New Geographic Interfaces Introduce World to Desktop

By Fischer, Laurence M. | THE JOURNAL RECORD, February 16, 1995 | Go to article overview

New Geographic Interfaces Introduce World to Desktop


Fischer, Laurence M., THE JOURNAL RECORD


When you're staring at the computer screen, it sometimes seems as if all innovation began and ended in or near Palo Alto, Calif., in the 1970s.

As most students of information science know, the windows and pull-down menus first commercialized in Apple Computer's Lisa and Macintosh machines and later in Microsoft's Windows software were invented at Xerox's Palo Alto Research Center.

The companion mouse was conceived just up the road at SRI International, in Menlo Park, at roughly the same time.

To be sure, the software's desktop metaphor, with its file folders, documents and icons representing their paper equivalents, was a vast improvement over the command-line interface of earlier computer software.

But using it has never been as intuitive as its proponents claimed, or there would be no need for "Windows for Dummies" and countless other help books. And the desktop metaphor becomes much less adequate when users venture off the desktop, onto a local area network or the Internet.

Enter the "geographic interface," which attempts to depict objects from the real world _ or at least some circumscribed part of it, like your office. The first of these products to reach the market was Magic Cap, from General Magic Inc., which serves as the operating system and user interface on both Sony's Magic Link and Motorola's Envoy, two portable computing and communications devices.

Another was the opening screen for Apple's eWorld online service, which aside from this nod to geographic interfaces is otherwise very similar to text-and-icon services like America Online.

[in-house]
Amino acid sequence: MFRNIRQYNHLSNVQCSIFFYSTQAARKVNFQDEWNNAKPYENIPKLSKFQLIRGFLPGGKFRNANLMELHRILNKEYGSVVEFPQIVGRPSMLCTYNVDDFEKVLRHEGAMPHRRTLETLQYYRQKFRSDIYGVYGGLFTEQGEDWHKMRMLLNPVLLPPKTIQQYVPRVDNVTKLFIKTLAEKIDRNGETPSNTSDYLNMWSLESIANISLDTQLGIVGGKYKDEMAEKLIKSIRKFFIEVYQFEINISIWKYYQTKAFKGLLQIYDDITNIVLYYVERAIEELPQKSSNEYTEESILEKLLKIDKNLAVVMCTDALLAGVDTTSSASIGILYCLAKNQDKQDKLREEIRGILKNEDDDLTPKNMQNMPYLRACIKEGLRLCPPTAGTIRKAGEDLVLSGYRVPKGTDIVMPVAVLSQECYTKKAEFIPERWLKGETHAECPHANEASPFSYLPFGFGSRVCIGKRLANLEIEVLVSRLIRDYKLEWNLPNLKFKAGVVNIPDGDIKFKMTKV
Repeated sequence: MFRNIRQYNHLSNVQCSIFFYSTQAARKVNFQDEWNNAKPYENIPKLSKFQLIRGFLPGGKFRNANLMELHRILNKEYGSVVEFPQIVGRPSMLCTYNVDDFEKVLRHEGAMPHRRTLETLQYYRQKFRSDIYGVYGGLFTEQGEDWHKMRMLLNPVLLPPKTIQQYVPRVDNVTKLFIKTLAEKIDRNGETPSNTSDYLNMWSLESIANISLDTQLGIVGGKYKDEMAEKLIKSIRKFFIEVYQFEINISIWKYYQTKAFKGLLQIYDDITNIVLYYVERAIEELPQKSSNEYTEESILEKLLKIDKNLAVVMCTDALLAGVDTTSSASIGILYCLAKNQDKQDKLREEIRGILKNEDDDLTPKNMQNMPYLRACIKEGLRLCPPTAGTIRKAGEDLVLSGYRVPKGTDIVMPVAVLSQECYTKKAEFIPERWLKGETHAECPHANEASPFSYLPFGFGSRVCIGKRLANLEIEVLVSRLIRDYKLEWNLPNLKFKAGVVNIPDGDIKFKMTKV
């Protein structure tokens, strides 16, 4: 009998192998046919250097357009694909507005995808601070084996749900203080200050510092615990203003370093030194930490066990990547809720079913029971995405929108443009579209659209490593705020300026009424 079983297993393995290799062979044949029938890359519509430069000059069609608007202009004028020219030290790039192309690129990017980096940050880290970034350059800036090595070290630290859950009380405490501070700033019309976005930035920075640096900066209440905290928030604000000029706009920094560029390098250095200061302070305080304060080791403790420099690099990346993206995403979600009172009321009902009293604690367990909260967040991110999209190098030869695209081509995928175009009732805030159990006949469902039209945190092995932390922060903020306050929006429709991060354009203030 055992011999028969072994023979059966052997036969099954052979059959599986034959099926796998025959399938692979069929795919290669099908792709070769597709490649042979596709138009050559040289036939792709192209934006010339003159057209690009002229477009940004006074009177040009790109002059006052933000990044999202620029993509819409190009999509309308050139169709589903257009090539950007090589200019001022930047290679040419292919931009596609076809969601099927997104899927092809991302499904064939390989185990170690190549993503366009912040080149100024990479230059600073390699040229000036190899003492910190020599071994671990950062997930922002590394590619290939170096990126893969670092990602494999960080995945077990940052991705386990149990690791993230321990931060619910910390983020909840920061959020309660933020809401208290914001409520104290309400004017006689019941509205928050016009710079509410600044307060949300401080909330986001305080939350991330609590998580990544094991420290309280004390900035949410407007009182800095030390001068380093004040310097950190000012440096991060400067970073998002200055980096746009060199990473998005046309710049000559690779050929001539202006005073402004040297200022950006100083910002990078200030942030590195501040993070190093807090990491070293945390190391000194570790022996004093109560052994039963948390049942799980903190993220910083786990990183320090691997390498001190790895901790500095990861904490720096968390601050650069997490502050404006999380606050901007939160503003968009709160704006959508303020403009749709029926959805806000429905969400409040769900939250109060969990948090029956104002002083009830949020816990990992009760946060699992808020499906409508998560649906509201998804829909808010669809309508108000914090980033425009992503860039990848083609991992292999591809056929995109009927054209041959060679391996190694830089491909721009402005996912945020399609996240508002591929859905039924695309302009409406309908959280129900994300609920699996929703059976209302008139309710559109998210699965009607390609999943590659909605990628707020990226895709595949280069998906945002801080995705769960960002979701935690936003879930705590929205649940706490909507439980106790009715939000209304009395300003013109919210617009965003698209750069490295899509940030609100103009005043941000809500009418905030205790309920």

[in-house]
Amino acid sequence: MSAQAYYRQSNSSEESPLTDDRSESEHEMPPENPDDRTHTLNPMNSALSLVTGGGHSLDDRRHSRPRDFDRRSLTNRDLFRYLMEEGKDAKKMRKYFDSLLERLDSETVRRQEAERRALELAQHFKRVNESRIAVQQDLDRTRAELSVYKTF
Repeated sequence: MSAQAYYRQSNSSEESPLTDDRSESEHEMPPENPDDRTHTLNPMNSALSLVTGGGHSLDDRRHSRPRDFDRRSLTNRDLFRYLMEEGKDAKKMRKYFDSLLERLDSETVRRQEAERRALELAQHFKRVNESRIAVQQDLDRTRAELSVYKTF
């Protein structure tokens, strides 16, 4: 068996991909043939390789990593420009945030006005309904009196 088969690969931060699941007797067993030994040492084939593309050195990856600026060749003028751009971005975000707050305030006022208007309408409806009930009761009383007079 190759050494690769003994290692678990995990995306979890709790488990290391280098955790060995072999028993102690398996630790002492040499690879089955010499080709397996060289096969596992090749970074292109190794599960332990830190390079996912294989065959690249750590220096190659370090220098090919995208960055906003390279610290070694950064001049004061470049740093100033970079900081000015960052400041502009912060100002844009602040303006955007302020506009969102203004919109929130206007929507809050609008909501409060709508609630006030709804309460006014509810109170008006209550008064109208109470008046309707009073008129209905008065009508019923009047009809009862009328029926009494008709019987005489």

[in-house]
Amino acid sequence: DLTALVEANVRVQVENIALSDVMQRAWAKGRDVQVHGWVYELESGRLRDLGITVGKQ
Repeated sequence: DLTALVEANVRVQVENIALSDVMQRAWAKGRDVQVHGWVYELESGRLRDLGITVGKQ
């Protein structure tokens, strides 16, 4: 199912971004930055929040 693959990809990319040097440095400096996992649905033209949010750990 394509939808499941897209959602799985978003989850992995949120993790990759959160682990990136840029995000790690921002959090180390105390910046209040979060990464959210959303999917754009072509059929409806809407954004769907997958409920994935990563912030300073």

But perhaps the most ambitious implementation to date of a geographic metaphor is Novell Inc.'s Corsair technology, which has been demonstrated at a few industry conferences and is expected to reach the market sometime in the fall.

Corsair, which is embodied in a navigation tool called Ferret, presents a three-dimensional, photographic color image of a user's work space, with a desk, card file, file cabinet and other commonly used tools. The image changes appropriately when one leaves the desktop.

Click on the printer, for example, and you see the front of a printer just like yours, with a status display to show if it is turned on or if the paper is jammed. Click on the file cabinet, and you gain access to other file-server computers located on your local area network.

Click on the door to leave your office and head for the other resources in your corporate environment, like personnel files. To get to the Internet? Jump out the window, for an aerial view of information-generating sites represented as buildings.

Unlike Microsoft's much ballyhooed Bob, which the company calls a "social interface," Corsair is not aimed at the complete neophyte. And at least in its early incarnations, it won't be for the home user, either.

There are no animated rabbits or rats to guide the user through tasks, and no built-in application software, so one still needs to know the underlying command sequences of standard programs and operating systems. Corsair's value lies in helping users navigate complex networks.

"The place where geographic metaphors matter is when the complexity of the system begins to approach the complexity of the real world," said Paul Saffo, director of the Institute for the Future in Menlo Park, Calif. "That's one reason it makes a lot more sense for a networking company" _ like Novell _ "to do this than a software operating system company" like Microsoft.

As the leader in network software, Novell has a moderately self-serving vision of computing's future: Everyone will be on one network or another, and most likely on several.